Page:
Skip to content


  • Case Report
  • Open Access

Flexible hysteroscopic exploration in surgical termination of pregnancy in a patient with uterine abnormality

Gynecological SurgeryEndoscopic Imaging and Allied Techniques20074:272

  • Received: 1 August 2006
  • Accepted: 9 January 2007
  • Published:


Congenital uterine anomalies may cause various reproductive problems, including difficulty performing vaginal surgical termination of pregnancy (TOP). We report the case of a 35-year-old woman with a uterus bicornis bicollis (a double, partially fused uterus with two cervices and a vaginal septum), who was requesting termination of pregnancy following two failed attempts at vacuum aspiration. Flexible hysteroscopy, in combination with trans-abdominal ultrasound, was used to facilitate the correct passage of the dilators during a successful dilatation and evacuation (D&E) followed by insertion of intra-uterine progestogen-only contraceptive system (‘Mirena’). On review of the literature, we found no similar cases reported.


  • Hysteroscopy
  • Flexible hysteroscopy
  • Pregnancy termination
  • Uterine anomalies

Case history

A 35-year-old woman of Asian origin presented to the District Pregnancy Advisory Clinic at 15 weeks gestation. She had not been using contraception. She had had two failed attempts at vacuum aspiration at another hospital. The first attempt, at 11 weeks and 5 days gestation, had been preceded by cervical ripening using the prostaglandin analogue, misoprostol, and the second at 11 weeks and 6 days gestation, by using the antiprogestogen, mifepristone, followed 24 hours later by vaginal misoprostol. There had been difficulty dilating the cervix in both procedures, and concern that a false passage may have been created during the second procedure.

The patient had been diagnosed with a congenital uterine anomaly in the United Kingdom in 1983 at the age of 13 years. She had presented as an emergency admission to a London hospital with acute abdominal pain and an abdominal mass arising from the pelvis, with a previous history of regular, painful menses.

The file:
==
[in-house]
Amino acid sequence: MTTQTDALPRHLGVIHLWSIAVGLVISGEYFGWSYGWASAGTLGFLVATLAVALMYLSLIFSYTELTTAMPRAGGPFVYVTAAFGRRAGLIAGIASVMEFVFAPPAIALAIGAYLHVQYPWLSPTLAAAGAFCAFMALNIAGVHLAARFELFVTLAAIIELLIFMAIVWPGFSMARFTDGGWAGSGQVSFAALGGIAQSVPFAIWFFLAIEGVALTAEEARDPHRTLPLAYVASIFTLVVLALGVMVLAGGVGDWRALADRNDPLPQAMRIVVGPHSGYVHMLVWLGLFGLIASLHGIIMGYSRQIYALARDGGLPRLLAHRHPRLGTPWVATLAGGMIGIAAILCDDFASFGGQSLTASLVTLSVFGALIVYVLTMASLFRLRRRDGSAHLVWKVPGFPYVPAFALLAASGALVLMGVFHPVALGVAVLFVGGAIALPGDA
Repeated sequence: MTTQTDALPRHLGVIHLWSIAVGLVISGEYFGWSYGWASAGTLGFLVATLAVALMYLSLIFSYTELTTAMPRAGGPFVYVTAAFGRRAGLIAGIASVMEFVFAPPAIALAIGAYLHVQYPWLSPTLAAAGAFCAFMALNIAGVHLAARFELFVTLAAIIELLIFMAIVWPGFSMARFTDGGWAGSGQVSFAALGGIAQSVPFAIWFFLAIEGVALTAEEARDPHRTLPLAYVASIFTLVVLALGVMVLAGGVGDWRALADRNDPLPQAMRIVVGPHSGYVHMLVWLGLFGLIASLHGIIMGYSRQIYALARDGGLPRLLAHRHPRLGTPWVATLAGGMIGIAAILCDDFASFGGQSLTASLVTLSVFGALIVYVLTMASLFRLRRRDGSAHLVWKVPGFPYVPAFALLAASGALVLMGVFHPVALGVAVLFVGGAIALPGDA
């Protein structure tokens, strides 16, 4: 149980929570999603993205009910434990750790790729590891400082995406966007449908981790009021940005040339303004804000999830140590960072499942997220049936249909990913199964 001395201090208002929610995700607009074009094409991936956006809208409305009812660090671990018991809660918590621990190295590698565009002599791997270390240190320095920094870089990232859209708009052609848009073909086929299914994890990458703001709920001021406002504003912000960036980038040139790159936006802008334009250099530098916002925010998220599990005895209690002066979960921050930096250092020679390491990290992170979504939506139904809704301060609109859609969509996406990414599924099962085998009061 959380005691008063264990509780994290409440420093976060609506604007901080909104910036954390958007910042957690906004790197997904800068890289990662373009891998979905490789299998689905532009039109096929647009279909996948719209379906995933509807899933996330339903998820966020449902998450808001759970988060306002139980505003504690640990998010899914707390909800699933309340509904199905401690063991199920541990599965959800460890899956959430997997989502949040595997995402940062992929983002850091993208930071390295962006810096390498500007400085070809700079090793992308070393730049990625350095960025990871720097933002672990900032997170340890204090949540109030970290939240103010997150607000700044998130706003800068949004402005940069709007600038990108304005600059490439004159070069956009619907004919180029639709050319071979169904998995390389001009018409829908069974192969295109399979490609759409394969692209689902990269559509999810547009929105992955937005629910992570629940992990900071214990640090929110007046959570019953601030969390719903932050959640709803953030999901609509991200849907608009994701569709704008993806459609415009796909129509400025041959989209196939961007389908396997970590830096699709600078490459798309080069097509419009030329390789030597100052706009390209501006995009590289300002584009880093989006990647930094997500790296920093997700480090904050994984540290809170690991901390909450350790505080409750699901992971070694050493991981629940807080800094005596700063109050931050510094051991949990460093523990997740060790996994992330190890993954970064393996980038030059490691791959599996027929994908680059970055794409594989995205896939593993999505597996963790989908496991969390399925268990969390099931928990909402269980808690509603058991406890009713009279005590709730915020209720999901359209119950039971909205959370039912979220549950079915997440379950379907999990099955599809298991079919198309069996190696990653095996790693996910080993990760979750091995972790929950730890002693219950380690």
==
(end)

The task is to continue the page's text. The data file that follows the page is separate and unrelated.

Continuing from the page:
At that time, she was initially thought to have a bicornuate uterus with unilateral haematocolpos. Following further investigation she was found to have two uteri, two cervices, a vaginal septum and an absent right kidney. Over a three month period she underwent two haematocolpos drainage operations and a division of the vaginal septum.

At the age of 27 years, a laparoscopy and dye test performed for dysmenorrhoea in Mumbai, India, showed a right-sided hydrosalpinx with no patency. The left tube was normal and patent. The right hydrosalpinx was apparently not treated.

The patient had then undergone a successful vacuum aspiration in Delhi at the age of 30 years for an unplanned pregnancy in the left uterine horn at 7 weeks gestation.

At the time of the current presentation for termination of pregnancy (TOP), the patient stated that she did not wish to have any children. As this was her second, unplanned and unwanted pregnancy, she was requesting sterilization. Pelvic ultrasound scan confirmed the pregnancy to be in the left uterine horn.

She was given a dose of mifepristone, 200 mg, 48 hours prior to surgery and misoprostol, 400 mcg vaginally, two hours preoperatively in order to ripen the cervix. She was now 15 weeks gestation. She then underwent a hysteroscopic exploration of the cervical canal, without further dilatation, using a 2.8 mm flexible hysteroscope, under general anaesthesia. The tortuous cervical canal was navigated with the hysteroscope until the fetal membranes were visualized. Hydrodissection of the membranes off the uterus was seen. The position of the hysteroscope was confirmed using trans-abdominal ultrasound. Once the direction of the cervical canal had been demonstrated by ultrasound it was possible to pass the dilators confidently, monitored by ultrasound. The cervix was then dilated to 16 mm using Ambler Hawkins dilators and the uterine contents were evacuated using Sophers forceps and vacuum curettage. Following the evacuation an intra-uterine progestogen-only system (IUS) was inserted into the left uterus under ultrasound guidance. Previous investigation had demonstrated that the right tube was not patent. Post operatively she was given antibiotic prophylaxis with 1 gm rectal metronidazole and 1 gm oral azithromycin.